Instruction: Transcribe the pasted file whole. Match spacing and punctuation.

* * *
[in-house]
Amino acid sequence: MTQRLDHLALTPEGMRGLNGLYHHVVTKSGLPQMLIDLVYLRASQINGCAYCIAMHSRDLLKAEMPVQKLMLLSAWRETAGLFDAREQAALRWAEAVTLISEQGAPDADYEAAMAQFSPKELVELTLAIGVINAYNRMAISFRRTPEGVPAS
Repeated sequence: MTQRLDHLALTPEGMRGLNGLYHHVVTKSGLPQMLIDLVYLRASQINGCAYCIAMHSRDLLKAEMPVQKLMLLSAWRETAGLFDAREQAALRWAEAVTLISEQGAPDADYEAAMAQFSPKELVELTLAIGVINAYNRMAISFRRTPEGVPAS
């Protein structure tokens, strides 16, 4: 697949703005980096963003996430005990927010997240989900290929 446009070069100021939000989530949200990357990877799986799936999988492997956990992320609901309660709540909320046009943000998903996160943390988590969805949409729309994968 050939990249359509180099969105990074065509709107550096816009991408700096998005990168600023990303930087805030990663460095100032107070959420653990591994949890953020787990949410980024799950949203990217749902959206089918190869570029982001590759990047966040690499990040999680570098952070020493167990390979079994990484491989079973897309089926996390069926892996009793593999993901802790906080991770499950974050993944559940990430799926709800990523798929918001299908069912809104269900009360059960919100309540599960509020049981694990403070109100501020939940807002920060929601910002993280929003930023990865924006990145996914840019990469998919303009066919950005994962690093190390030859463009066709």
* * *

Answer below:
[in-house]
Amino acid sequence: MTQRLDHLALTPEGMRGLNGLYHHVVTKSGLPQMLIDLVYLRASQINGCAYCIAMHSRDLLKAEMPVQKLMLLSAWRETAGLFDAREQAALRWAEAVTLISEQGAPDADYEAAMAQFSPKELVELTLAIGVINAYNRMAISFRRTPEGVPAS
Repeated sequence: MTQRLDHLALTPEGMRGLNGLYHHVVTKSGLPQMLIDLVYLRASQINGCAYCIAMHSRDLLKAEMPVQKLMLLSAWRETAGLFDAREQAALRWAEAVTLISEQGAPDADYEAAMAQFSPKELVELTLAIGVINAYNRMAISFRRTPEGVPAS
């Protein structure tokens, strides 16, 4: 697949703005980096963003996430005990927010997240989900290929 446009070069100021939000989530949200990357990877799986799936999988492997956990992320609901309660709540909320046009943000998903996160943390988590969805949409729309994968 050939990249359509180099969105990074065509709107550096816009991408700096998005990168600023990303930087805030990663460095100032107070959420653990591994949890953020787990949410980024799950949203990217749902959206089918190869570029982001590759990047966040690499990040999680570098952070020493167990390979079994990484491989079973897309089926996390069926892996009793593999993901802790906080991770499950974050993944559940990430799926709800990523798929918001299908069912809104269900009360059960919100309540599960509020049981694990403070109100501020939940807002920060929601910002993280929003930023990865924006990145996914840019990469998919303009066919950005994962690093190390030859463009066709």